Nexus Dungeon Revealed For Wrath Of The Lich King
6:00 AM | Cord Kruse | Comment on this story
Blizzard Entertainment's dungeons section on the Wrath of the Lich King website has been updated with details on Nexus, a new dungeon for the second expansion for World of Warcraft. The update includes information and screenshots for the blue dragonflight's home base in Northrend.
Determined to forestall a catastrophe, Malygos decreed that the world's unbridled magic must be reined in by any means necessary. And so the great Aspect turned to the Arcanomicon, a map of the world's ley lines. Gifted to Malygos ages ago by the titan Norgannon, the Arcanomicon has been continuously updated and revised by the blue dragons over the long years of Malygos's seclusion.Head over to the site below to read more.
Wrath of the Lich King: Nexus
Now Malygos uses the Arcanomicon to locate and tap into the ley lines, diverting the magical powers that course beneath the earth to his home base in Northrend, the Nexus. Once harnessed, the energies are focused through the Nexus' ascending rings and blasted into the Twisting Nether. Malygos's redirection of the ley lines has carried disastrous consequences, however, splintering the world's crust and opening unstable rifts: tears in the very fabric of the magical dimension.
Malygos' siphoning of the world's magic has not gone unnoticed by the mortal races. The weakening members of the Kirin Tor, the elite magi of Dalaran, have sworn to fight Malygos to the bitter end. In fact, the magi have used their waning powers to transfer the entire city of Dalaran to float above Northrend. From this vantage point, the magi prepare for the next step in their battle against the Lich King, and for the inevitable confrontation with Malygos.
World of Warcraft: Wrath of the Lich King
Inside Mac Games Reviews the Tritton AXPC and AX360
4:22 PM | Bryan Clodfelter | Comment on this story
Inside Mac Games is pleased to announce that our official review of Tritton's AXPC and AX360 gaming headsets is up and ready for your reading enjoyment. Here's a clip from the review:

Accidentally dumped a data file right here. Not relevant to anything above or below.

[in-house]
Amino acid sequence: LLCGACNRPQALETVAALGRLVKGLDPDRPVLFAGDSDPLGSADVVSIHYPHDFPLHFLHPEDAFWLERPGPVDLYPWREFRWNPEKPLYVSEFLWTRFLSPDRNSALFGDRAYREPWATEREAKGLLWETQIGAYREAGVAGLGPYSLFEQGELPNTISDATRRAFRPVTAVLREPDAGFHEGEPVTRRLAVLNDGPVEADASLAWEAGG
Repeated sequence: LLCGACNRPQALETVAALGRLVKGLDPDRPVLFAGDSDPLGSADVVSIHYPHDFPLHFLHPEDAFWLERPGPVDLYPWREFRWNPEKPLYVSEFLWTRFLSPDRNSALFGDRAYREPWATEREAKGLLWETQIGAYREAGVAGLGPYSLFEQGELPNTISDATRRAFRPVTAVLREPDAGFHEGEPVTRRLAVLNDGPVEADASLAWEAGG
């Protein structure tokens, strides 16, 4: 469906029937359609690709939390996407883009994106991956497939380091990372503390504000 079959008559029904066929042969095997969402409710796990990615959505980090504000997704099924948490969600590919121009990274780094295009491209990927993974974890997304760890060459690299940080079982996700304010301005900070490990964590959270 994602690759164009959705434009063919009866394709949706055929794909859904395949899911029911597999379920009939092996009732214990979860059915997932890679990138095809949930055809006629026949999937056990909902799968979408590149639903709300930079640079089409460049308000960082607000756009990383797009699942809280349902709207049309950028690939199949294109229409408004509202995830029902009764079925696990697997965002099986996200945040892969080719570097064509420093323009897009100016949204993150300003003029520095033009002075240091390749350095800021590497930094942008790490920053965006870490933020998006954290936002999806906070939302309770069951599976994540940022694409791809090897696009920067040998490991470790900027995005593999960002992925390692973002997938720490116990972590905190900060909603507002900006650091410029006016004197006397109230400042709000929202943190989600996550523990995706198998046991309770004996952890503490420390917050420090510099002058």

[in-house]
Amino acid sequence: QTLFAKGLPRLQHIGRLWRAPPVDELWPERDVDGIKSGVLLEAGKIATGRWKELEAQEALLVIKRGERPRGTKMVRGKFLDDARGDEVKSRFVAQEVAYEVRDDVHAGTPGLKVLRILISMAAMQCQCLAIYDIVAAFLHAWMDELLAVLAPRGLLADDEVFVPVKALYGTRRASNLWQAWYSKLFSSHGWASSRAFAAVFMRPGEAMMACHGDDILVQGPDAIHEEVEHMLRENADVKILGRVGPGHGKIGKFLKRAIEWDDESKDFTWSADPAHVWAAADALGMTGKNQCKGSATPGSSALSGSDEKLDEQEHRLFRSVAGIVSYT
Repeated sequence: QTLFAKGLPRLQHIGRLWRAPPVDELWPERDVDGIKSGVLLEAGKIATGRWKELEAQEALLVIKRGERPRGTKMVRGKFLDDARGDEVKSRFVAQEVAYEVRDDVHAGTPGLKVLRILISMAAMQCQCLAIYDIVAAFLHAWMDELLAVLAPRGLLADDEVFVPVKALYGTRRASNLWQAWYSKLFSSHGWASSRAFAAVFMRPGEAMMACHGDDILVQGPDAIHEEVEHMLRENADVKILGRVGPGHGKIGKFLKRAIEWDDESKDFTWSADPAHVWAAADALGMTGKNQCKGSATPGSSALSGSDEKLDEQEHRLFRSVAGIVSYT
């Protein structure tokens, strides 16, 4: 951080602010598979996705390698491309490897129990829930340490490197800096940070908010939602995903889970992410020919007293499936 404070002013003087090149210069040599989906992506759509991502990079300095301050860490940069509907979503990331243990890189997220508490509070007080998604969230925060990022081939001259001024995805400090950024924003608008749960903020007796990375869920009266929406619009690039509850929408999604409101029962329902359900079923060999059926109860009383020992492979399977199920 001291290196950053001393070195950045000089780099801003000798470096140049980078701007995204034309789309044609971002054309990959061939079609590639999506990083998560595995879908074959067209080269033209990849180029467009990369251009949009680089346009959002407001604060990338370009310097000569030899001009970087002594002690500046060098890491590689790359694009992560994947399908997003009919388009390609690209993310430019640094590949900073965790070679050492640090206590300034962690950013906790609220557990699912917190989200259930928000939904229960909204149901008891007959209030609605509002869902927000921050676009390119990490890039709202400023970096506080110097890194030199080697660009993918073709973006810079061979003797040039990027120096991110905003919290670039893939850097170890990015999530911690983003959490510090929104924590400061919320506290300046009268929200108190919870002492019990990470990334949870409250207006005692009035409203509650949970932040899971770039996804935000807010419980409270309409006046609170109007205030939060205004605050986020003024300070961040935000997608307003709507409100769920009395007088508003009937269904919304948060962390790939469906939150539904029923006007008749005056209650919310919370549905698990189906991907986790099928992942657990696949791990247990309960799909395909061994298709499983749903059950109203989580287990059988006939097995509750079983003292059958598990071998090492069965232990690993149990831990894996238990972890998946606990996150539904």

Before we begin, it is important to note that multichannel headset audio is something of a taboo among audio enthusiasts for several legitimate reasons. First and foremost, multichannel audio requires many more drivers than stereo audio. Packing all of that hardware into a very confined space is an unlikely recipe for aural excellence, which is why high-end vendors avoid the concept entirely. Second, the cost of a typical 5.1 headset falls into the range of what audio enthusiasts consider to be the domain of good, entry-level stereo headphones (like the Grado SR-60). With a larger number of drivers and only a small price premium, multichannel headsets like the AXPC and AX360 tend to suffer from subpar audio fidelity when compared to their traditional peers. Theoretically, gaming puts more of a premium on the accurate directional reproduction of sound than its aural fidelity, therefore, the question of whether or not Tritton has managed to make that tradeoff worthwhile will be the focus of this discussion.To check out the rest of the review, follow the link below.
IMG Review of the Tritton AXPC & AX360
TRI-GA600 AX360 Headset
TRI-UA512 AXPC Headset
IMG Reviews Airport Mania: First Flight
6:20 AM | Marcus Albers | Comment on this story
Inside Mac Games has posted a review of the new time management game from Reflexive, Airport Mania: First Flight. Here's a clip from the review:
The only real complication to the gameplay for Airport Mania is in trying to maximize your combinations, which is the key to earning each level's Supreme score (you can reach the bare minimum or Master score as well). You can chain combinations by landing or taking consecutive planes off from runways, which can be tricky as the combo time limit is fairly short. The bread and butter of the game, though, is trying to chain planes of the same color at corresponding gates. The first time a plane docks at a gate, that gate will then assume that planes color. The next plane of the same color to use that gate will up the combo multiplier and so forth, all the way up to a times four multiplier. And, of course, the time will come when there will be more plane colors coming at you than there are gates to accommodate them. That means you need to play a hectic juggling game with timing and predications as to which colors will yield the fewest planes for that level.Follow the link below to read the full game review.
IMG Review: Airport Mania: First Flight
Airport Mania: First Flight
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Exploring The Underground In Avernum 5
6:00 AM | Cord Kruse | Comment on this story
RPGWatch has posted a new review of Spiderweb Software's Avernum 5. The latest installment in the long running RPG series takes a new direction with the story, allowing players to explore as a group of soldiers from the above ground world of the Empire. RPGWatch gave the game a score of 4 out of 5.
From the review:
Speaking of encounters, Jeff Vogel spoke in interviews prior to release about trying to remove the “trash” combats – those generic fights that serve only to fill out the content. The Avernum series has always leaned towards lots of combat – and Avernum V is no exception – but it's obvious that a lot of effort has been put into reducing random encounters and beefing up quest-related sequences and boss fights. And boy, are some of them memorable – the Soultaker's Pit, for example, is one of the most insidious dungeons I've played in a long time; equal parts frustratingly difficult but satisfying to finish.Check out the full review at the link provided below.